by Carly Barker, CLTC | Featured Contributor
They’re called America’s “invisible workforce” — and you likely know at least one member, or are one yourself. I’m talking about family caregivers. These are people who may have demanding careers, but are forced to cut back, or put them on hold, to care for ailing or aging parents. The caregiver role may not be a full-time job, and it may be shared with another family member. However, regardless of its structure, it places an enormous burden on families.
For better or worse, the bulk of caregiving for the elderly, ailing, and disabled falls on women. Culturally, women bear the primary responsibility for the home and the kids — all while managing their own careers. And it’s women again who primarily help relatives when they are too old or sick to care for themselves. This is the Sandwich Generation: They’re stuck between caring for their kids and parents.
One of my clients is an attorney who was on the fast track to becoming a partner at a prestigious national firm. She worked hard to get there — she made Phi Beta Kappa at Stanford, graduated from Harvard Law School, and spent years in the trenches working 12 to 14 hour days. An only child from a modest background, her mother died when she was very young. She and her father were very close. He worked two jobs to pay for her prestigious education, and he was extraordinarily proud of his accomplished lawyer daughter.
But then her father was being treated for a very aggressive form of cancer. His income had gone to pay for her education, not disability insurance nor long-term care insurance, and he required a lot of care. His medications left him disoriented, so he was no longer able to drive. He needed help with the daily routines of bathing, preparing meals, and taking his medications. His daughter knew that it was her turn to take care of the father who had always been there for her. She took a leave of absence from her law firm. While she knew she’d be able to return to her job, she also knew she was taking a chance with her career.
Thanks to advances in modern medicine and technology, our life expectancy has increased significantly. This is great if we’re fortunate enough to stay in good health and if we have the financial security to enjoy the extra years. We all want to grow old gracefully and die peacefully in our sleep. Sadly, for most of us, that is unlikely. The reality is that most of us will require assistance in our later years to carry out the basic tasks of living.
Unfortunately, on a fairly regular basis, I receive inquiries about long-term care insurance from people who are already in the midst of treatment and not eligible for coverage. If only they had contacted me sooner… Now they’ll need to rely on family, friends and the nest egg they had hoped would provide a nice cushion for enjoyment – not for personal care.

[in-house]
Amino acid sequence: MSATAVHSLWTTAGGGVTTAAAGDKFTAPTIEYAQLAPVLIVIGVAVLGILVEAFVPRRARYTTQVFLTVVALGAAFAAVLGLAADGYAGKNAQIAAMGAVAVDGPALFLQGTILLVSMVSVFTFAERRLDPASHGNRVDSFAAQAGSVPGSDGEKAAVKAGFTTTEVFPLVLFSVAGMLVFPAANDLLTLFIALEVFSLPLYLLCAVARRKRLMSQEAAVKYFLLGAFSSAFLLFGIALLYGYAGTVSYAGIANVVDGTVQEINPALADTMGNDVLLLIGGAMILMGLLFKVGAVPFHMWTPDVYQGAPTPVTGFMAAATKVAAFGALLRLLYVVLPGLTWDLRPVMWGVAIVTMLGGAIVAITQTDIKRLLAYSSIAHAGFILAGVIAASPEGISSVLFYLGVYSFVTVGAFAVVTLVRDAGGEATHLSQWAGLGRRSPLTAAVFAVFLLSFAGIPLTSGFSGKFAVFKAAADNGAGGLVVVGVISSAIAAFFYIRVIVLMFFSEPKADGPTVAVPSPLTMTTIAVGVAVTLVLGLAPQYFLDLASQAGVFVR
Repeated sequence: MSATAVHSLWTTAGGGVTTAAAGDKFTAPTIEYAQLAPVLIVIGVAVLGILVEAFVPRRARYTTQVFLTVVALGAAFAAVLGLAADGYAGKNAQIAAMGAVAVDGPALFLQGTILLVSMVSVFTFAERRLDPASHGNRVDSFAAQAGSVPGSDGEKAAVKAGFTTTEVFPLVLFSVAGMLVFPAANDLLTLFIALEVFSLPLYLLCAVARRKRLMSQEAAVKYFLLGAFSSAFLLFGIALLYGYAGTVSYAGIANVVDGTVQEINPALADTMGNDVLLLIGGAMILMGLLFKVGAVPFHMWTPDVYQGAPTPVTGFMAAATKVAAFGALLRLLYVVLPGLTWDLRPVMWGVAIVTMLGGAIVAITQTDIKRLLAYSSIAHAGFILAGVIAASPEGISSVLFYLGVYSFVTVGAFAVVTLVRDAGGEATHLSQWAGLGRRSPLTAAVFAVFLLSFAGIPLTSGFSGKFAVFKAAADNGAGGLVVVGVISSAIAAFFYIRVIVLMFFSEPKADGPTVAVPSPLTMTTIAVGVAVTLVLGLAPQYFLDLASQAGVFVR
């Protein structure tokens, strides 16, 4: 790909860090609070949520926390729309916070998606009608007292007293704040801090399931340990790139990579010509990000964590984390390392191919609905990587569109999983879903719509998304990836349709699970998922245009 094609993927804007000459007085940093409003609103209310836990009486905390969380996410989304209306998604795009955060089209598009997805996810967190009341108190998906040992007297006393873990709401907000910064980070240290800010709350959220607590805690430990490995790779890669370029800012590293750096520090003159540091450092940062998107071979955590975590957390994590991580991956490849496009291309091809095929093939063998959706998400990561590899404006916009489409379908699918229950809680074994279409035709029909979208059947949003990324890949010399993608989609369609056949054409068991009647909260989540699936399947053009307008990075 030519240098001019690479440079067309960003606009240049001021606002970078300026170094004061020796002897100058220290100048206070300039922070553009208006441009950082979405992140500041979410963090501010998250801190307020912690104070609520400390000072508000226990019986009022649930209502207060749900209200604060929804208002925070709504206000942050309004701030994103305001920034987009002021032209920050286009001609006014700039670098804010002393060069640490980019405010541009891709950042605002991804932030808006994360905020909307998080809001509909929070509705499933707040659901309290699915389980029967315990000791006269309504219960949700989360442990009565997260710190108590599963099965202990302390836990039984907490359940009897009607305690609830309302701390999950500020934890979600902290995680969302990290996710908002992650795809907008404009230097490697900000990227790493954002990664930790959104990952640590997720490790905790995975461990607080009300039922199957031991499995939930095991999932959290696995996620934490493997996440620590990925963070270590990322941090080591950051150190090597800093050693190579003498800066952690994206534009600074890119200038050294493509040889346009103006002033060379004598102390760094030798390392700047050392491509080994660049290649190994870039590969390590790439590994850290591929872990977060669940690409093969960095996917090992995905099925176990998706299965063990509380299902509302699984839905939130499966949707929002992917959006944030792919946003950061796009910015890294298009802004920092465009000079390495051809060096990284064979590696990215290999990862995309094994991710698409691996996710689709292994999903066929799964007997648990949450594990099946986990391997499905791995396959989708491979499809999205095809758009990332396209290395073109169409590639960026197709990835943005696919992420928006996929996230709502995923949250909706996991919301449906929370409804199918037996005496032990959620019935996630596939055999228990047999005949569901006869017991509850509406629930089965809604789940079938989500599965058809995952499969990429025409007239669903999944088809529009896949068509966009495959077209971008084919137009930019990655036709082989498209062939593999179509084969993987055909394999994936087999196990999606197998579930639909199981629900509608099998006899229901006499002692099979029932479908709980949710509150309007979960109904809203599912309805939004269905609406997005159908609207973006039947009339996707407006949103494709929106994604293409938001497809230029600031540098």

Those family members needing help might have been able to stay on their own longer had some planning been done and long-term care insurance been purchased earlier on, when they could have qualified. Fortunately, now there are many interesting options in the long-term care insurance market. By doing a little homework, in essence, a person can craft a plan to fit a budget. Some plans have life insurance attached where benefits are paid if a person dies before needing care.
For those who are already immersed in the caregiving role, don’t be shy about asking for help. As they remind us on airplanes, you need to take care of yourself before you can take care of others. If you know a caregiver, reach out to see if there’s anything you can do to help. It might be something as simple as reading to the parent or family member a few times a week to give the caregiver a much-needed break. Sometimes, simply reaching you to check in can make all the difference in a person’s day.
Carly Barker, CLTC has been an independent insurance broker for more than 20 years and is known for providing unparalleled personal service. She works with clients all over the US, has taken courses in financial planning which has proven instrumental in serving her clients and interfacing with other professionals, as she understands that insurance is one part of a person’s financial picture.
Carly is an educator; she carefully presents information in a way that informs and makes her clients feel comfortable with their decisions
Carly lives in Berkeley, CA, but grew up in New Jersey, and attended Sarah Lawrence College. Deciding she needed to experience life outside the New York metropolitan area, she transferred to UC Berkeley, graduated with a degree in East Asian studies, then spent three years in Tokyo. She’s studied Hebrew, Japanese and recently returned from an extended sabbatical in Argentina where she studied Spanish. Carly is committed to living a balanced life—healthy food, plenty of exercise and personal development that includes yoga and meditation. Carly also enjoys life coaching, is currently getting certified through CTI (thecoaches.com) and is a graduate of their Leadership program.